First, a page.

Raw Hematite Ore

There are many photos that show (without much room for argument) that most known examples are actually not perfect spheres.  In fact, many aren’t even spherical at all.  They’re generally described by researchers as flattened spheres or discs.  Sometimes they’re even inter-grown, like soap bubbles.  Some have concentric grooves and others don’t.  And as mentioned, at least insofar as no such record exists, they have never been measured for hardness (though I can’t imagine why not).  But since they are quite easily broken open to reveal a well-defined internal radial structure, the contention that they are so hard they cannot be scratched, even by metal tools, is easily dismissed[1].

Another issue is, as may already be obvious, that they are not made of metal.  According to Paul Heinrich – who used petrographic and x-ray diffraction analysis to determine their composition – the majority of the spheres are actually made of hematite, while some few of them consist of magnetite or wollastonite.[2]  Hematite is an iron-ore mineral, the most common and important iron-ore mineral on the planet, in fact.  It’s used in many manufacturing processes, though most famously in jewellery, its polished black appearance is apparently quite appealing, though its colour can range from black to silver-grey to brown and reddish-brown.

As to the question of how such hematite deposits could form inside the Pyrophyllite, and how they could emerge with such a manufactured appearance, both Cairncross and Heinrich agree, as do several other geologists, that the spheres are what’s known as volcanic concretions.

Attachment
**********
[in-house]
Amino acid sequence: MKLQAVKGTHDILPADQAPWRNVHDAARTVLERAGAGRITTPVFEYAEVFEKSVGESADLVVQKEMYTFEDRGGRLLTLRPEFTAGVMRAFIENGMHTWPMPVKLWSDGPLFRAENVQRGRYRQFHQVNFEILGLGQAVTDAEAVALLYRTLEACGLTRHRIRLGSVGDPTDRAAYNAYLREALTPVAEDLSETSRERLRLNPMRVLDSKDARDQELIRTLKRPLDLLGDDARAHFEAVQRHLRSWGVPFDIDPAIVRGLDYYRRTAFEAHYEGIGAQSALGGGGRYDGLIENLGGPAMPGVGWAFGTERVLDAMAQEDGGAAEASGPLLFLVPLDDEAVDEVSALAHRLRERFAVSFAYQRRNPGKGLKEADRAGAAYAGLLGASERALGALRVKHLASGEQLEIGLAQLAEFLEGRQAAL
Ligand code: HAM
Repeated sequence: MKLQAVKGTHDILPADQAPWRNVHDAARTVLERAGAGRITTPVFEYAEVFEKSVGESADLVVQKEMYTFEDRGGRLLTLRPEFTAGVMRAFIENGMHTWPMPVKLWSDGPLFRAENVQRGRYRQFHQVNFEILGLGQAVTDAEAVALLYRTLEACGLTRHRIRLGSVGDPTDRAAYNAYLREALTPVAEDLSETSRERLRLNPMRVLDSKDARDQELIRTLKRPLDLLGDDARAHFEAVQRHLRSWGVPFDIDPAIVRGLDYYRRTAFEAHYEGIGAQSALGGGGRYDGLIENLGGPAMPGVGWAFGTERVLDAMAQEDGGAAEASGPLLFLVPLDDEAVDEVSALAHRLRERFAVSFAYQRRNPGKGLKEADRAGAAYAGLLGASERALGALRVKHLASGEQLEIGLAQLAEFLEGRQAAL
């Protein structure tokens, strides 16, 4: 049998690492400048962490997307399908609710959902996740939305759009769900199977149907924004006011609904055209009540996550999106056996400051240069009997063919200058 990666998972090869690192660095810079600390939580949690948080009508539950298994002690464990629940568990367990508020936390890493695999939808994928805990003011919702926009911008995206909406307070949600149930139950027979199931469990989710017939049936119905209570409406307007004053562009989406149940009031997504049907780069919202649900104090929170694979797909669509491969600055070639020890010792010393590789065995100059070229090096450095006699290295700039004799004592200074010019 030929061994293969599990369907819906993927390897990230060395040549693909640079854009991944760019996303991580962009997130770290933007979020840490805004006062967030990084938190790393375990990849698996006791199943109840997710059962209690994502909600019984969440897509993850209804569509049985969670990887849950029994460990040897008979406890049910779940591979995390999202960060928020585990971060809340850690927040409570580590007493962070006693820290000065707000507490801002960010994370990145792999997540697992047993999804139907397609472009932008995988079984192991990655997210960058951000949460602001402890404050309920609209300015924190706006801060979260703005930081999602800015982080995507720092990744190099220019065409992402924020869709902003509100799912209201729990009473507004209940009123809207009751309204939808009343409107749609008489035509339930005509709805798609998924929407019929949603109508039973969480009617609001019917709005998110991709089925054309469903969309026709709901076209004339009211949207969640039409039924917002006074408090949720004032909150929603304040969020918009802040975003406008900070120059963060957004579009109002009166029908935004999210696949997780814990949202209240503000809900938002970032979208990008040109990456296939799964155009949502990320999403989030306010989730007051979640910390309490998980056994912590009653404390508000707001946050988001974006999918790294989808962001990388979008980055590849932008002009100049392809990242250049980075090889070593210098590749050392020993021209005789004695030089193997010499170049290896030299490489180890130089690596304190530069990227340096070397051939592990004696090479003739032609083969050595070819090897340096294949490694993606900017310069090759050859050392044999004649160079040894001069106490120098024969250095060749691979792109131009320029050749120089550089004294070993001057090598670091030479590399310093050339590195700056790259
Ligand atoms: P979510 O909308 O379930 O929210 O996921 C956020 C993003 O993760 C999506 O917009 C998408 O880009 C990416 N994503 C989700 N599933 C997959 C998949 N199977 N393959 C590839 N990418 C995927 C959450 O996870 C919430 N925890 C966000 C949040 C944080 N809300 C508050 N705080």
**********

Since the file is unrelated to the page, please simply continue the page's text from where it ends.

A concretion is the result of the process of precipitation of mineral cement within the spaces between sediment grains.  In simpler terms, it means that the small grains of iron-ore sediment, slowly filter through the considerably larger substrate grains of the host mineral – in this case Pyrophyllite – eventually collecting in small pockets within the deposit.  It most often produces small, hard, roughly spherical stones within other, softer sedimentary host materials.  As with the Klerksdorp Spheres, concretions also often have characteristic grooves, which are believed to be a result of fine-grained laminations within which the concretions grew – basically, the shape of the hole in which they found themselves.[3]

Concretions on Bowling Ball Beach, south of Mendocino, CA

Concretions on Bowling Ball Beach, south of Mendocino, CA

Now, far be it for me to tell you what’s what, but this process is really quite well-understood and documented.  And there are other examples of such concretions found all around the world.  There are even some that seem even more incredible than the incredible Klerksdorp Spheres, namely The Waffle Rock of West Virginia.  And while some experts have claimed that it’s odd for hematite and Pyrophyllite to interact in this way, but, as with most geologic processes, it’s not outside of the realm of possibility for two such materials to meet and interact in a way that’s consistent with their own physical properties.

All of the pseudo-scientific claims surrounding these objects revolve around the notion that they could not have formed naturally.  Cairncross, Heinrich, et al, seem to have lain waste to that idea.  Statements these researchers have made regarding their conclusions have been twisted and distorted by tabloid journalists in years past, and have muddied the waters surrounding the mythical nature of these artefacts.  But rest assured, the truth can be found with a little digging.

[1] Writers at Virtuescience.com cite a quote by Roelf Marx, a member of Cairncross’ research team, which claims that the stones cannot be scratched.  No original citation of these remarks seems to exist, therefore it may be erroneous. http://www.virtuescience.com/grooved-spheres.html

[2] Heinrich, P.V., 2007, South African concretions of controversy: South African Lapidary Magazine. vol. 39, no. 1, pp. 7-11.

[3] Cairncross, B., 1988, “Cosmic cannonballs” a rational explanation: The South African Lapidary Magazine. v. 30, no. 1, pp. 4-6.